Given that, I'll take Mr. Brown and other private citizens stepping in any day to do the right thing!
Posted by The deal became fair, a resident of the Menlo Park: Central Menlo Park neighborhood, on Jun 8, 2007 at 11:58 am
The referendum passed because the developer was effectively given $1 million of Menlo Park's money by the old City Council via relieving the developer of agreed upon fees at the last minute - FOR NO REASON and for no substitute benefit to Menlo Park!!! The revised outcome is a testament to how poorly the old City Council represented Menlo Park's interests: robbing millions of dollars from Menlo Park residents to the benefit of a special interest group is corrupt and/or incompetent politics; and we have enough of that happening at the national level...
Posted by Kathleen Much, a resident of the Menlo Park: University Heights neighborhood, on Jun 8, 2007 at 12:19 pm
I favor the previous Derry Project, with more housing units where we need them--near Caltrain and within walking distance of downtown. I'm sorry the Nays brayed louder than the Yeas and cut the project back.
Posted by Just another pseudonym, a resident of the Menlo Park: other neighborhood, on Jun 8, 2007 at 2:02 pm
Yes, let's cram as many people and cars onto El Camino as we can, thereby eliminating the possibility of that strip ever generating sales tax revenue.
If the developers truly believed that Derry was "transit-oriented" (the buzzword for "let's fool this council into handing over as many concessions as we can get") they would propose a development without garages or parking spaces. But they won't, because they realize that no one would buy the units without parking. They recognize the inherent contradictions of "transit orientation."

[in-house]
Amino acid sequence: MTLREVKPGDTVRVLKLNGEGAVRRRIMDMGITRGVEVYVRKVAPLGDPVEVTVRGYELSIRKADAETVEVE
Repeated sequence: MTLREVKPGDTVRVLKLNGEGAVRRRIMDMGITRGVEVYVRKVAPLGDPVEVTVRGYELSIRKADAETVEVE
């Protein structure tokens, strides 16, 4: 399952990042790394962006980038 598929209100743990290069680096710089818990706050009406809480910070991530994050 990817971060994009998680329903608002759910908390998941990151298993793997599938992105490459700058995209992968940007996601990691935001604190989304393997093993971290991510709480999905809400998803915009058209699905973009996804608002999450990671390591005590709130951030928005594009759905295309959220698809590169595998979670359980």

There are existing large and dense developments near mid-peninsula train stations. The staff reports will never show figures indicating what percentage of those residents take the train -- because most of them don't take the train.
That said, I am not crazy about the Derry process to date. The previous council clearly dropped the ball. The people who signed the petitions did so because they thought that the council would either rescind or put the project up to a vote. As suggested above, the protracted, secret negotiations that resulted did very little to support the credibility of the process.
Moreover, I am not impressed by the $2 million. Sure, it's better than zip, but it's a one-time fee that will do very little to mitigate the negative and longlasting impacts of this project.
Posted by MP resident, a resident of the Menlo Park: Downtown neighborhood, on Jun 8, 2007 at 5:34 pm
I support infill housing development near transit -- within reason -- but I wonder who is going to want to live right next to train tracks? Walking distance to the train station is one thing, practically living on top of the tracks in quite another.
Posted by True Environmentalist, a resident of the Menlo Park: Linfield Oaks neighborhood, on Jun 8, 2007 at 9:22 pm
Yes, Ms. Much and Just Another are right. If we want people out of their cars, we should approve real transit-oriented dense housing that has no garages. Sound extreme? Is there such a customer for this type of housing? Maybe we are just a community that is full of hot air. We love our cars and we use them every time we leave the house, even when we go exercise (i.e. drive to the foot of the Dish to Run?). Maybe when gasoline gets to $6 a gallon and we shed our cars, transit housing without garages will be in demand. In the meantime, let's prove our green values by reusing our paper bags when we grocery shop. That's about the extent of the sacrifice we are willing to make here, in Menlo Park.
Posted by voice of reason, a resident of the Menlo Park: Downtown neighborhood, on Jun 8, 2007 at 9:27 pm
The way that opinions are tossed around as if they were facts in this forum is disturbing...